(This column was published in the North Shore News on Mar. 24, 2004)
The former minister who knew too little
By Leo Knight
He is indebted to his memory for his jests and to his imagination for his facts.
Richard Brinsley Sheridan (1751 -1816)
IT'S hard to come to grips with the apparent contempt in which former minister of Public Works, Alfonso Gagliano holds Parliament and the people of this country.
Gagliano appeared before the public accounts committee looking into the scathing report by Auditor General Sheila Fraser.
Gagliano staggered and lurched from unbelievable denial to pleas of incredible incompetence, saying he didn't actually run his vast department, but rather acted merely as a spokesman.
He also assumed the mantle of a victim.
No one, you see, has suffered more than he in the sponsorship scandal which hangs around the neck of Prime Minister Paul Martin like a millstone.
Why, Gagliano can't go to a shopping mall without fear of being accosted, said he.
Out of curiosity, did anyone notice the minders he had with him as he left the committee room?
Gagliano tried to pin the blame on the bureaucrats responsible.
Most notably he tried to pin the blame on his own deputy minister Ranald Quail.
Gagliano said he was unaware of the "financial irregularities."
When Gagliano was made aware of some problems, he testified that he ordered an audit.
But wait, when the audit was delivered in 2000, he testified he didn't read it.
Now, bear in mind Gagliano is an accountant by trade.
In fact, prior to being elected to Parliament, he was the accountant for at least two legitimate companies of Augustino Cuntrera.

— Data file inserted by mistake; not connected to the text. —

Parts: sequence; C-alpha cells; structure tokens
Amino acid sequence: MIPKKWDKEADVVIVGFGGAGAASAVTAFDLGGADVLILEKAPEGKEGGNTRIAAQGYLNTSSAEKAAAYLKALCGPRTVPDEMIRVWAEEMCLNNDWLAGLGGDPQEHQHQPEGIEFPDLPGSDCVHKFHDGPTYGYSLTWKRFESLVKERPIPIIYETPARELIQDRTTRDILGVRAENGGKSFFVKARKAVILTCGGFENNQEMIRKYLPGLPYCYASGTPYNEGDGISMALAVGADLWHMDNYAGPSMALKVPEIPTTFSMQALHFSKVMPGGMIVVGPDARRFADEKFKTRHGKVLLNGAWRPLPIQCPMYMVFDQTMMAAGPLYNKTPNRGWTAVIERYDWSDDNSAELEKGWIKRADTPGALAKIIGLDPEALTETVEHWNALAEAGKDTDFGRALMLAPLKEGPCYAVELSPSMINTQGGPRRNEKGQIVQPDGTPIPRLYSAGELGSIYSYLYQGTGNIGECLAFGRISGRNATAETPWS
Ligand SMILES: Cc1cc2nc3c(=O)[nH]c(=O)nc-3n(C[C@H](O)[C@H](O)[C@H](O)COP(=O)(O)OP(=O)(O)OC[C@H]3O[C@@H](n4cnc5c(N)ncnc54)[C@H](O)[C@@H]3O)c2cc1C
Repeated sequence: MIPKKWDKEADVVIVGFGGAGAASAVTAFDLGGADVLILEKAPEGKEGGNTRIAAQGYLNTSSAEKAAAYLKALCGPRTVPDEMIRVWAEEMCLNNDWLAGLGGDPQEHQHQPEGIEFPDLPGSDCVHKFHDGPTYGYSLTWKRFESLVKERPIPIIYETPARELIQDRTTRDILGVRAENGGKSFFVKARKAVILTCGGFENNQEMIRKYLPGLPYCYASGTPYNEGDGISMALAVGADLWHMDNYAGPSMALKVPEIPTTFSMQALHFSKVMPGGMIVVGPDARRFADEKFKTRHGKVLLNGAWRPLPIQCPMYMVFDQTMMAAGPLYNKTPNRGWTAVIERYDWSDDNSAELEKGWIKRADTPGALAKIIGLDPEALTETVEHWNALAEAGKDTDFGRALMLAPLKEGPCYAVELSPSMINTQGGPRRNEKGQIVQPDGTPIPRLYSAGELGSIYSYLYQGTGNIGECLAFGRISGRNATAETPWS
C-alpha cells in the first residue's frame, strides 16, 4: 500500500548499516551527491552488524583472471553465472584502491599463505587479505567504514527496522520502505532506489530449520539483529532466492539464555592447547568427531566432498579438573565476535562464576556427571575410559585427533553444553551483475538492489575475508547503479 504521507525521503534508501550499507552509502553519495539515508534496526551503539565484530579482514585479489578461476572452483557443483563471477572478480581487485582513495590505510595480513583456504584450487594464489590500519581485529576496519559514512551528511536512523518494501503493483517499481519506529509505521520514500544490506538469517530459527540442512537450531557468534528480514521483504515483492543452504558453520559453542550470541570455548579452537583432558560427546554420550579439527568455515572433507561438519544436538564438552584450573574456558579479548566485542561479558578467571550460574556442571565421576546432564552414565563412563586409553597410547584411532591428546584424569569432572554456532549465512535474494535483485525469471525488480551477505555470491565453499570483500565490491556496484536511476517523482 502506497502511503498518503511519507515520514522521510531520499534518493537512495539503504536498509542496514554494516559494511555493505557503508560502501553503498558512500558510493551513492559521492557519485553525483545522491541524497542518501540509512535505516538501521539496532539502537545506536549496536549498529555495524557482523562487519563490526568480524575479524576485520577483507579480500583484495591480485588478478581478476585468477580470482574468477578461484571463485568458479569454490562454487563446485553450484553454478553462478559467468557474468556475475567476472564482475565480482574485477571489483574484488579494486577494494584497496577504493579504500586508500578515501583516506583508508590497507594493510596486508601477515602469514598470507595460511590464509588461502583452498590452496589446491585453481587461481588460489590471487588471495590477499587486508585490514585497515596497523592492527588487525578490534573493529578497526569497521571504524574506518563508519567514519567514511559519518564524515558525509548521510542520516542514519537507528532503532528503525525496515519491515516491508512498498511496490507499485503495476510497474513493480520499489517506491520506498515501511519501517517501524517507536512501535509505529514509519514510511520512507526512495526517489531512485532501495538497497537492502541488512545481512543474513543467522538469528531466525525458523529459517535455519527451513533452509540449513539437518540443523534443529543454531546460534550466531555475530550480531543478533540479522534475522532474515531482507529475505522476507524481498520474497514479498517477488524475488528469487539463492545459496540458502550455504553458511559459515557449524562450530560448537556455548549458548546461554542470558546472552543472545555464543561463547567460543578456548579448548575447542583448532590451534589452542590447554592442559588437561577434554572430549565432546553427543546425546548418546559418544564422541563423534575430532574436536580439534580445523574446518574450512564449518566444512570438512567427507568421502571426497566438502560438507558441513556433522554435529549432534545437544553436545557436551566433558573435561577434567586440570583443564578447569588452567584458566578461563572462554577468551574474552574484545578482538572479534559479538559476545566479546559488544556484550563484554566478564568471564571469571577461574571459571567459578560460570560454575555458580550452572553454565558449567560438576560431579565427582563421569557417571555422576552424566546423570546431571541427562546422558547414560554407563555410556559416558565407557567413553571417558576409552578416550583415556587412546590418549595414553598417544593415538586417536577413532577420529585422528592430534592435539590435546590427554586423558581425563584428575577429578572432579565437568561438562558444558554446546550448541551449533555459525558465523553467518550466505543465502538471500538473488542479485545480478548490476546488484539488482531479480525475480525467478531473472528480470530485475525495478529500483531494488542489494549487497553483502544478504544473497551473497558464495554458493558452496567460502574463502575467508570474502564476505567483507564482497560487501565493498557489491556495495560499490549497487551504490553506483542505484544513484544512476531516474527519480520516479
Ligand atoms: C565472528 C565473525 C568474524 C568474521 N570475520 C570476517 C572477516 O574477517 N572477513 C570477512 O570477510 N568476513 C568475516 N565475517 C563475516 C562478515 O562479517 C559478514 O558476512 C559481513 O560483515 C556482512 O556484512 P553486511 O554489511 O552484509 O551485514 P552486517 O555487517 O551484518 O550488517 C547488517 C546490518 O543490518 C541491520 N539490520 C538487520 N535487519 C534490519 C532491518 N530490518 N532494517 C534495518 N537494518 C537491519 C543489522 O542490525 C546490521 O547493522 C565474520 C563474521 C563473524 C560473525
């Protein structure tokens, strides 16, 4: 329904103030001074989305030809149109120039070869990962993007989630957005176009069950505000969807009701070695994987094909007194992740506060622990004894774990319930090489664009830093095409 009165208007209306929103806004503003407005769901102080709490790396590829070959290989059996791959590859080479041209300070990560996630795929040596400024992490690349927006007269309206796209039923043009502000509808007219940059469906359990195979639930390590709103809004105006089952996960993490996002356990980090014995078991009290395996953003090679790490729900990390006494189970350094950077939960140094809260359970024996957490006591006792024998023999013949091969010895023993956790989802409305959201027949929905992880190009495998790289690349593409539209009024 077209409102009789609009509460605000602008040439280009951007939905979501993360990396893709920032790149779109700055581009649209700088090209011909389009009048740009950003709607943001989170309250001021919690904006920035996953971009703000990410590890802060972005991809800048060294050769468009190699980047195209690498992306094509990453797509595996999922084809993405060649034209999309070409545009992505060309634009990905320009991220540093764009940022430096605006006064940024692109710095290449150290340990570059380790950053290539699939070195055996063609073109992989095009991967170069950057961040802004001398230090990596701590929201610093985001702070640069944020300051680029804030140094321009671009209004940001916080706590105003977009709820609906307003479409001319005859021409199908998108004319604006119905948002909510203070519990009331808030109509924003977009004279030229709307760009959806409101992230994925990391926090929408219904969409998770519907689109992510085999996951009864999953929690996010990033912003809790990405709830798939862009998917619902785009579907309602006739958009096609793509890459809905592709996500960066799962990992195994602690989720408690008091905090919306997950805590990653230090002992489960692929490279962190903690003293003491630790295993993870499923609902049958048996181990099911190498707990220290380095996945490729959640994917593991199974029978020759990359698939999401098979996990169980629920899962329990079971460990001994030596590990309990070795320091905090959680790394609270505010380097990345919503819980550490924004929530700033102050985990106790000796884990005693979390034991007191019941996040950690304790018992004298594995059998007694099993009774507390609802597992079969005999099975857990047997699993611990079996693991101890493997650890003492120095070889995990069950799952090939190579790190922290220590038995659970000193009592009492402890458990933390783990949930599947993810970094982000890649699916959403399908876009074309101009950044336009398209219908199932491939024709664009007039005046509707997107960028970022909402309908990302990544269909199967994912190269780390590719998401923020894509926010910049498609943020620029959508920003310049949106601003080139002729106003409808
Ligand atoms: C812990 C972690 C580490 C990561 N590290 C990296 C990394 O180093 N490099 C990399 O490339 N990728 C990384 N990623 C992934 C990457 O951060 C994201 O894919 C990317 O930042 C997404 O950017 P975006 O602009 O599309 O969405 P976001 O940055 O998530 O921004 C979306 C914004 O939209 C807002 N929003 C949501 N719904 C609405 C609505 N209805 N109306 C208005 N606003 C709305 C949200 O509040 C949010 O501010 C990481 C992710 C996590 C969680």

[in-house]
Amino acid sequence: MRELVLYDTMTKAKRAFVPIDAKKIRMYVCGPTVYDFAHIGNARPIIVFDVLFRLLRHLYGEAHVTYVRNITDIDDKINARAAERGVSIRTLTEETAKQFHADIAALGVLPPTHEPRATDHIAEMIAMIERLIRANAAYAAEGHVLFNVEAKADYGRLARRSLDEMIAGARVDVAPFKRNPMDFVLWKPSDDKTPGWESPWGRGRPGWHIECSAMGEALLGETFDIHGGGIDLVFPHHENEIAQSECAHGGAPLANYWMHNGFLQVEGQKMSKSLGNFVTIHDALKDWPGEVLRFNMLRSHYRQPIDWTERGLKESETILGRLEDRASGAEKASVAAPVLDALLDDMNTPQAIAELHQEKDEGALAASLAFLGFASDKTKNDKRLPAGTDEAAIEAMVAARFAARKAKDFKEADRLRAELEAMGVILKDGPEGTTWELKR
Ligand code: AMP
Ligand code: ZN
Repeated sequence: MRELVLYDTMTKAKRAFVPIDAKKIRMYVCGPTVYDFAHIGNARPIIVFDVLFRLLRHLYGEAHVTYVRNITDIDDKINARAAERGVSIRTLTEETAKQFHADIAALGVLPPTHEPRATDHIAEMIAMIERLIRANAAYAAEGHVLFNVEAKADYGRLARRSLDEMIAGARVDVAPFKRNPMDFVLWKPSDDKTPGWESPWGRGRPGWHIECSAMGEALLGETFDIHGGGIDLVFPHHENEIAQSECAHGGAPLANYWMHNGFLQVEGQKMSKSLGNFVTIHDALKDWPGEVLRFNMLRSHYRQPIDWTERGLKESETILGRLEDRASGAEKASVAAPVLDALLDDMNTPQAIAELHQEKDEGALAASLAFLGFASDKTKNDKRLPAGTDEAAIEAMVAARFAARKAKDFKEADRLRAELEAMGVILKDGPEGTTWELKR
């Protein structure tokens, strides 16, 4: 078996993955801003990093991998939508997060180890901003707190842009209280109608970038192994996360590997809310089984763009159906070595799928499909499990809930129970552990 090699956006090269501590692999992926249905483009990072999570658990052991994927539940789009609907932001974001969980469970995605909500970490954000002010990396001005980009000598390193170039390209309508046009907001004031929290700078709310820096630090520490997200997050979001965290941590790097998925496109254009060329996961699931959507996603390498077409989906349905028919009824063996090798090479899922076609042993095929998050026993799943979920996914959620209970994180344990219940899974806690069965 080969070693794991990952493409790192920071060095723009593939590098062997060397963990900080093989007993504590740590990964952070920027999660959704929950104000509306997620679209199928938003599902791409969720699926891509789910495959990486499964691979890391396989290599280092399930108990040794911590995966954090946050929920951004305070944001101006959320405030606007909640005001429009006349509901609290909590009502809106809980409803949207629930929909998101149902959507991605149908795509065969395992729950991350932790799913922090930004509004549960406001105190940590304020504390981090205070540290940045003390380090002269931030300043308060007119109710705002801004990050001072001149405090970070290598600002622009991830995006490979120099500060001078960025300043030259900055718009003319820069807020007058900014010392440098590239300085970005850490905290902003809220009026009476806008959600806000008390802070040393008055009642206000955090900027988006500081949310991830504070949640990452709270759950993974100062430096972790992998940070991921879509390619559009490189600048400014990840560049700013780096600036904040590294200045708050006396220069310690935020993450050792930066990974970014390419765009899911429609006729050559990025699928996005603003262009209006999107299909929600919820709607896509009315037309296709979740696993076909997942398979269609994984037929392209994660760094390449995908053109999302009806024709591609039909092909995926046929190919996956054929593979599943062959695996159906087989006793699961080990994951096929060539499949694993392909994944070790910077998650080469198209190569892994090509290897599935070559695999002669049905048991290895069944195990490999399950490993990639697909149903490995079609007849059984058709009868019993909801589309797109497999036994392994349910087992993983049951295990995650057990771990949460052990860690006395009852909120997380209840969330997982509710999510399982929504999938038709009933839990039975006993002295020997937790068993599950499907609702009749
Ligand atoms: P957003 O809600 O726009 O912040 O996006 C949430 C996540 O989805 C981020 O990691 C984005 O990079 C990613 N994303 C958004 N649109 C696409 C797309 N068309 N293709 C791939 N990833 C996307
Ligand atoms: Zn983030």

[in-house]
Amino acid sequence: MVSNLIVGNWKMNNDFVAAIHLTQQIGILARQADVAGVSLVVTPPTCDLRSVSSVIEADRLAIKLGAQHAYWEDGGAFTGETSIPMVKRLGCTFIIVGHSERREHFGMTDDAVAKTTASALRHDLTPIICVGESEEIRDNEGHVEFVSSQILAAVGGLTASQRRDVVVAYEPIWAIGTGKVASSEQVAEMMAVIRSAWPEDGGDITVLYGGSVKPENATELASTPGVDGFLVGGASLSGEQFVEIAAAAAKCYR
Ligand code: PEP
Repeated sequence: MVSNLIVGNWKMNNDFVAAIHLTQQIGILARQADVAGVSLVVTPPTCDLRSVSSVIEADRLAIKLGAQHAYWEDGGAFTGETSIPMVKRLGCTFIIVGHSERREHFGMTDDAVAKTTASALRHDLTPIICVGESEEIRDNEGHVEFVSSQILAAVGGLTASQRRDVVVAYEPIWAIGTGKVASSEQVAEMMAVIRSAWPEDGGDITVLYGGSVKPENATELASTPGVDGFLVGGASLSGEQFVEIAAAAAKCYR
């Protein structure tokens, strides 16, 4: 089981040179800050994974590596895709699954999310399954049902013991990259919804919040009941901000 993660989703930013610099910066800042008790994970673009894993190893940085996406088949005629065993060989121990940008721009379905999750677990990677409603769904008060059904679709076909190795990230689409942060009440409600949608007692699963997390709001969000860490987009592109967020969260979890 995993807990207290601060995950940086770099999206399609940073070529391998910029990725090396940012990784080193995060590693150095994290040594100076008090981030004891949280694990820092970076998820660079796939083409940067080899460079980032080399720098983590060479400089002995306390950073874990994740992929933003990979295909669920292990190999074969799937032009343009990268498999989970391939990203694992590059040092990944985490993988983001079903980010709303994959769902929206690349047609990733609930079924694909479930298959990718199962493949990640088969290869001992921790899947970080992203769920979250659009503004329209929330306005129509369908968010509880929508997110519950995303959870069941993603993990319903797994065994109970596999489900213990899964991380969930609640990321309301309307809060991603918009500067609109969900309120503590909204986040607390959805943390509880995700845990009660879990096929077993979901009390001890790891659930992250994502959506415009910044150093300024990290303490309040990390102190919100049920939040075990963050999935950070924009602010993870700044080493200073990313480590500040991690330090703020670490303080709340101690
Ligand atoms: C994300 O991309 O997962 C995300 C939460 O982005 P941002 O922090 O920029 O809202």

I suppose I should point out, Cuntrera is the de facto godfather of the Caruana - Cuntrera Mafia family.
Now, with all the attention to detail that role dictates, does it seem even remotely possible that Gagliano did not read the internal audit report?
I read it.
It's only 21 pages long.
It would have been an easy read for a guy like him.
He could have skimmed it in the back of a limo while being ferried in style from Ottawa to his riding in Montreal.
Gagliano tried to make a big deal of the fact that he ordered the report when first he learned there might be a problem with the way his department was doling out the public's dough.
That's why I couldn't help but notice the first paragraph of the report which describes its raison d'etre.
At the start of the executive summary, it outlines as its authority: "This directed audit was conducted at the request of the deputy minister of Public Works and Government Services Canada."
Well, Quail, the deputy minister in question, had his own say at the committee hearings.
He said Gagliano bypassed him on the day-to-day handling of the sponsorship program.
"He (Gagliano) had direct approval to proceed and get this done," Quail testified before the committee.
Apparently there's a little difference between the bureaucrat who actually ordered the audit of the program and the former minister who claims he did, yet says he never read the audit.
Who to believe?
In all of this, there seems to be a question which has yet to be asked, "Where has all the money gone?"
I mean really, does it seem credible that the Liberals are just such good folks and that they allowed all this largesse for their pals?
Sure, you're a buddy, here's a few million bucks.
I think not.
I think that that money had to be contributed back to the coffers of the Liberal Party of Canada, at least in part, and into the private bank accounts of individuals who exercised control.
Bank on it.
I watched with much amusement the protest march on the weekend, marking the one year anniversary of the war in Iraq.
The crowd was solidly left and markedly anarchist and Marxist for the most part it seems.
The loony left even resurrected Che Gueverra for many of the posters which flew in the early spring breeze.
And, if that wasn't enough, they trooped in the American anarchist high priest Noam Chomsky to preach to the converted.
Quite the show.
What I found really interesting was the depiction of the numbers though.
Global TV called it at 10,000.
On the local CTV news broadcast later that night, anchor Bridgitte Anderson breathlessly pegged it at 20,000.
Wow, that's quite an increase.
On Monday, radio talk show host Bill Good split the difference and called it at 15,000.
How to separate the wheat from the chaff here?
Let's check in with the Vancouver Police Department who, ahem, said there were "about 6,000" marchers.
You don't suppose there's any ulterior motives on the part of the media now do you?